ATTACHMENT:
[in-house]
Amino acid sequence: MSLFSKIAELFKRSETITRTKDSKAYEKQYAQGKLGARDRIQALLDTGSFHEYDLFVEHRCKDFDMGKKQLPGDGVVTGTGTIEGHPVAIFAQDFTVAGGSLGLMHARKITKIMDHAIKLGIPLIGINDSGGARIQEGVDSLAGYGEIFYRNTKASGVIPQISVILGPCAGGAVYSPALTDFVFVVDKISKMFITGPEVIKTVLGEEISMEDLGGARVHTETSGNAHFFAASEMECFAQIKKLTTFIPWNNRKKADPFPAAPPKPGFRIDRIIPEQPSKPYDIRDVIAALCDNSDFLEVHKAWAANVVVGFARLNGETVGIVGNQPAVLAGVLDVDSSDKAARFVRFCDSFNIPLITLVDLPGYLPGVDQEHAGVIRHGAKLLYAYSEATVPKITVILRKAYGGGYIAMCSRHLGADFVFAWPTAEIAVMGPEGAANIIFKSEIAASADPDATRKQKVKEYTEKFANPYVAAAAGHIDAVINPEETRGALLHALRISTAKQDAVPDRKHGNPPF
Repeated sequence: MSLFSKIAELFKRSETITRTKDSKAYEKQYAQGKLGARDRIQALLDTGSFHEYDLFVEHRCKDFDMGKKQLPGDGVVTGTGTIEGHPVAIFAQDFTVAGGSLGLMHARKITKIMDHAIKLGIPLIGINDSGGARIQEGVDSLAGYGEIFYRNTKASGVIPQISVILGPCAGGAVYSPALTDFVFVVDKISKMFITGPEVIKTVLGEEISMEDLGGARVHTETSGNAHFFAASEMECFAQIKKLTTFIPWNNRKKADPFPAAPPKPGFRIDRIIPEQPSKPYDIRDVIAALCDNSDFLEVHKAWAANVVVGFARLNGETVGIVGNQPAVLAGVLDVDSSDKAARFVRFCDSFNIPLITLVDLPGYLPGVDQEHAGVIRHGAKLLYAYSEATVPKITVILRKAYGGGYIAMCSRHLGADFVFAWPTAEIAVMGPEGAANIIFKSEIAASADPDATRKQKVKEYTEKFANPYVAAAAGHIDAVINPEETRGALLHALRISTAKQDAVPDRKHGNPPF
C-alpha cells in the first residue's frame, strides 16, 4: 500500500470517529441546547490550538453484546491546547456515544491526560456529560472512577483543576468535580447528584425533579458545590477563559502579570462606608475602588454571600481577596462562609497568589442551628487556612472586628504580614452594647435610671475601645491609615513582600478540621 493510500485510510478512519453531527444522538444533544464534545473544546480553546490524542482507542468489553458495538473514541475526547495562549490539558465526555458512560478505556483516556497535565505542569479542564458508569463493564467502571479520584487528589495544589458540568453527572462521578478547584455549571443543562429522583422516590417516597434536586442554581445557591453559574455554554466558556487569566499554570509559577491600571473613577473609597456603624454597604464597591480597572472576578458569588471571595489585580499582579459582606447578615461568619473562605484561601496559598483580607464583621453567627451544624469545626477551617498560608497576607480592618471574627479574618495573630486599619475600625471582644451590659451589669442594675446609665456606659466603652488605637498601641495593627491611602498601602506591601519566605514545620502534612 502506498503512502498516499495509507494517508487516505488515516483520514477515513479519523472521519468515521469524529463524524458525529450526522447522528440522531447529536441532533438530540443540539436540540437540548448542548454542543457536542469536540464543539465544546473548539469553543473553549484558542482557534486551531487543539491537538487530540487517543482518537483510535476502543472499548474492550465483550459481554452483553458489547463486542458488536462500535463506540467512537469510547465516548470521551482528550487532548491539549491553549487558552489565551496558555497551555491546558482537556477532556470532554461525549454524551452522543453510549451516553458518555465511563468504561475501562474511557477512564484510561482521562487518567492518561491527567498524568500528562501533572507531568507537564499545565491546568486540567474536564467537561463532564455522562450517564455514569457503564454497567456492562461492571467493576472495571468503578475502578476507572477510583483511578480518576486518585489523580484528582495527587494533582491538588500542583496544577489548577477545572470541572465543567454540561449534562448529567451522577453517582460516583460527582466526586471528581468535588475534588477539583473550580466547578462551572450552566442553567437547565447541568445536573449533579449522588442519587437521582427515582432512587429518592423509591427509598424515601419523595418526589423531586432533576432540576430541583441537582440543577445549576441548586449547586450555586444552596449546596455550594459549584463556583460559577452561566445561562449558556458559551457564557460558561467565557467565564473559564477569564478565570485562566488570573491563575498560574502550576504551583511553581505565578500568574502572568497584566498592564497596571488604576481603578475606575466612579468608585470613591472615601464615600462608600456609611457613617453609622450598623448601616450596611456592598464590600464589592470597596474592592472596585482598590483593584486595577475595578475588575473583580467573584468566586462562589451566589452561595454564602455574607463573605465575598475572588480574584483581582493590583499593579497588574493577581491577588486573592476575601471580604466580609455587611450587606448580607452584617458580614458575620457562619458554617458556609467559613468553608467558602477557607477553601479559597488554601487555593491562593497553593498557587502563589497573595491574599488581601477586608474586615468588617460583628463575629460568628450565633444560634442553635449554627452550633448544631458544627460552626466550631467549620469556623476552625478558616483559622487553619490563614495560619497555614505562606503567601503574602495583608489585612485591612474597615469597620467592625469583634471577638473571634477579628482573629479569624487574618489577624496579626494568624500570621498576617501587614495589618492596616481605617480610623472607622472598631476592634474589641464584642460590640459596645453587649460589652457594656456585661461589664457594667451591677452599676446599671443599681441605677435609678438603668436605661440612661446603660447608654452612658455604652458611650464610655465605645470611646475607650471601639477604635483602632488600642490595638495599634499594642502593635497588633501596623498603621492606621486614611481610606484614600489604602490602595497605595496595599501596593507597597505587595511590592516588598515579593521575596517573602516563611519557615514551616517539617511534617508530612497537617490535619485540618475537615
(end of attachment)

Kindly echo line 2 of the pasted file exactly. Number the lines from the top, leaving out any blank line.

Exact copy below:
Amino acid sequence: MSLFSKIAELFKRSETITRTKDSKAYEKQYAQGKLGARDRIQALLDTGSFHEYDLFVEHRCKDFDMGKKQLPGDGVVTGTGTIEGHPVAIFAQDFTVAGGSLGLMHARKITKIMDHAIKLGIPLIGINDSGGARIQEGVDSLAGYGEIFYRNTKASGVIPQISVILGPCAGGAVYSPALTDFVFVVDKISKMFITGPEVIKTVLGEEISMEDLGGARVHTETSGNAHFFAASEMECFAQIKKLTTFIPWNNRKKADPFPAAPPKPGFRIDRIIPEQPSKPYDIRDVIAALCDNSDFLEVHKAWAANVVVGFARLNGETVGIVGNQPAVLAGVLDVDSSDKAARFVRFCDSFNIPLITLVDLPGYLPGVDQEHAGVIRHGAKLLYAYSEATVPKITVILRKAYGGGYIAMCSRHLGADFVFAWPTAEIAVMGPEGAANIIFKSEIAASADPDATRKQKVKEYTEKFANPYVAAAAGHIDAVINPEETRGALLHALRISTAKQDAVPDRKHGNPPF